Idaho’s higher education budget sailed through the Senate Monday, likely preventing tuition hikes and boosting employee pay, and marking the first time the Legislature has approved such a budget on the first try since 2019.
Debate ran less than 10 minutes and had a different pitch than the House’s debate last week, when opposition hinged on allegations of leftist indoctrination at Idaho’s four-year colleges and universities.
Only Sen. Janie Ward-Engelking spoke on the bill after sponsor Sen. Jim Woodward, R-Sagle, introduced it. Ward-Engelking, D-Boise, supported the budget reluctantly, questioning why a $2.5 million cut made last year in response to indoctrination claims wasn’t directly restored. She also took issue with using the Higher Education Stabilization Fund to help cover costs.
“We’re asking our universities to use rainy-day funds at a time when it’s not raining,” Ward-Engelking said.
The Senate passed House Bill 776 on a 30-5 vote — a wider margin than the House’s 46-22 vote. No dissenting senators explained their opposition.
HB 776 now heads to Gov. Brad Little’s desk, with the chance to send $338 million in general fund money to Boise State University, the University of Idaho, Idaho State University and Lewis-Clark State College.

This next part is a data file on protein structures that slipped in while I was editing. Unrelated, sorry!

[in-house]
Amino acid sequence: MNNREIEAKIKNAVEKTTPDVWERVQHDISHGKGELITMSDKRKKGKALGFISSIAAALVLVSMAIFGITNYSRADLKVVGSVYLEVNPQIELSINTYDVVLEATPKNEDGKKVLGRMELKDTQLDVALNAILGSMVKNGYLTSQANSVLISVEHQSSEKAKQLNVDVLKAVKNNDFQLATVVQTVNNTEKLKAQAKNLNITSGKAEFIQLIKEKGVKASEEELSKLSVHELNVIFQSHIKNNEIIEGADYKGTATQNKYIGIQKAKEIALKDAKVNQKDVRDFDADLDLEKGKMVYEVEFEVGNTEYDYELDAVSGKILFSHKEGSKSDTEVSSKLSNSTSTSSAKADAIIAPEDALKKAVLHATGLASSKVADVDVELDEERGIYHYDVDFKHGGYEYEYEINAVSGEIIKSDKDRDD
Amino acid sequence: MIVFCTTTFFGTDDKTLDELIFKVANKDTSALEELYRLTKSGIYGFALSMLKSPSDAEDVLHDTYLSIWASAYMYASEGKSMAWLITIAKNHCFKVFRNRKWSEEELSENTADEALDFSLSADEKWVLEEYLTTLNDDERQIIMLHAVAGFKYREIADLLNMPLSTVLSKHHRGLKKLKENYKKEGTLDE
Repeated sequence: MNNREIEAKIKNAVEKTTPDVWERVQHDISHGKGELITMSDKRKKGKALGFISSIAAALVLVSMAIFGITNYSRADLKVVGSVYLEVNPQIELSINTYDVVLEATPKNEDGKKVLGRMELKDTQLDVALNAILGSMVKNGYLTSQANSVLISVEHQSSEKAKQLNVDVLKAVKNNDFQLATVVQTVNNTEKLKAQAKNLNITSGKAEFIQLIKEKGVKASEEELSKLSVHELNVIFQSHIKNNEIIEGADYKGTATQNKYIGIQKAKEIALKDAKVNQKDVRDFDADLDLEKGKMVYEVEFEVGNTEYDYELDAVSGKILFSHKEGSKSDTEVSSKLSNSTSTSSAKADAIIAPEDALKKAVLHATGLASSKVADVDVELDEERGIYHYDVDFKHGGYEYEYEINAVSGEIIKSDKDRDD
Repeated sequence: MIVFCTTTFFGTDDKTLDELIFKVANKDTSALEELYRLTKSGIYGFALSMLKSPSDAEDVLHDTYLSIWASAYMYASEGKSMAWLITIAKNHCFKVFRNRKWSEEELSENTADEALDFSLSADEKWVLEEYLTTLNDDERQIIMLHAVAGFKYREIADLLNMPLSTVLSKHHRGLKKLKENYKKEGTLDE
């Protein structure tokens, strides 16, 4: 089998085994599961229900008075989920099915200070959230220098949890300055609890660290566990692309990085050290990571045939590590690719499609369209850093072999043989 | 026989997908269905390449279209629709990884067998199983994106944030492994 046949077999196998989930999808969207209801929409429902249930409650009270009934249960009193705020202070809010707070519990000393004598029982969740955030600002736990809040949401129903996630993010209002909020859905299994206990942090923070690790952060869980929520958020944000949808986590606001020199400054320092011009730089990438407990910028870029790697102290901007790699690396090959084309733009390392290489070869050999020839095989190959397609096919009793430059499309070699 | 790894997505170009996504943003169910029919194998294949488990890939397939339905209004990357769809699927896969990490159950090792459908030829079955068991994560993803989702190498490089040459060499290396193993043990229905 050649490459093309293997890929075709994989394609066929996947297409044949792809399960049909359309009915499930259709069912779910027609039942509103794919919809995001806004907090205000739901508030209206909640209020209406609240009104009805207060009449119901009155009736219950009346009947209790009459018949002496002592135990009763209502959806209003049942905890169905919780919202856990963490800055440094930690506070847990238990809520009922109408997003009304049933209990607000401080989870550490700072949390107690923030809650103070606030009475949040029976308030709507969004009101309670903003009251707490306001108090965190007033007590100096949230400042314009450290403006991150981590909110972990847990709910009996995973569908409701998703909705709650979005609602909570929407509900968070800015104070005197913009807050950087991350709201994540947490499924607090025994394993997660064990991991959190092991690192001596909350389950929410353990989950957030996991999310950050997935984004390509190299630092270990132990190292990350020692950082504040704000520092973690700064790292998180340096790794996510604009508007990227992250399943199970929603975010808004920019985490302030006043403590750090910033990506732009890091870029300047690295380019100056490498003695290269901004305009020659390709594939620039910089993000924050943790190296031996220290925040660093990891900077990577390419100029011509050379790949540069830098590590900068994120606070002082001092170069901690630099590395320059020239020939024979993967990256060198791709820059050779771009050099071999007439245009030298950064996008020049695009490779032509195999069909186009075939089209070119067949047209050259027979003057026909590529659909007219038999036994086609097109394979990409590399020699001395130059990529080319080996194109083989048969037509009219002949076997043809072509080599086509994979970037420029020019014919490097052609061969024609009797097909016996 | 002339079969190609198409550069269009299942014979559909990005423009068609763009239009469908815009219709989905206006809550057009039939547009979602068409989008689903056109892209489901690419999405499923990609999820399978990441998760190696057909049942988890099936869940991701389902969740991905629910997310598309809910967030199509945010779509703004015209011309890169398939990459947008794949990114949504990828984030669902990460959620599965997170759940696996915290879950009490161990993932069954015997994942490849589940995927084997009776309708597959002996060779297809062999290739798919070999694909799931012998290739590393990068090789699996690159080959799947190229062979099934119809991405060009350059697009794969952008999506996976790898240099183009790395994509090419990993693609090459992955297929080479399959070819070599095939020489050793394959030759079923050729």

That would be a $25 million bump in general fund spending over last year, likely the largest total dollar increase in state history. Combined with federal aid, tuition and other sources, the four-year schools would have around $643 million to spend in 2023.
That would help fund 5% pay raises for college and university employees. Little has called for the pay boosts, but university presidents have said they couldn’t afford raises without financial help from the state or students. Budget writers hope increased state spending will extend tuition freezes at the state’s four-year institutions.
HB 776 survived despite the college and university budgets’ continuing entanglement with conservative concerns about a “social justice agenda” and “critical race theory” in the classroom. Still, a budget for public libraries — which have been drawn into the indoctrination debate this year by a bill that could jail librarians for disseminating “harmful materials” — was skipped over by the House Monday. And talk of indoctrination continues to feature in lawmaker’s discussions about classroom content.
Monday’s silent opposition was comprised of Republican Sens. Regina Bayer, Meridian; Jim Rice, Caldwell; Christy Zito, Hammett; Steve Vick, Dalton Gardens; and Carl Crabtree, Grangeville.
The Senate also passed two other education measures, sending them to Little’s desk: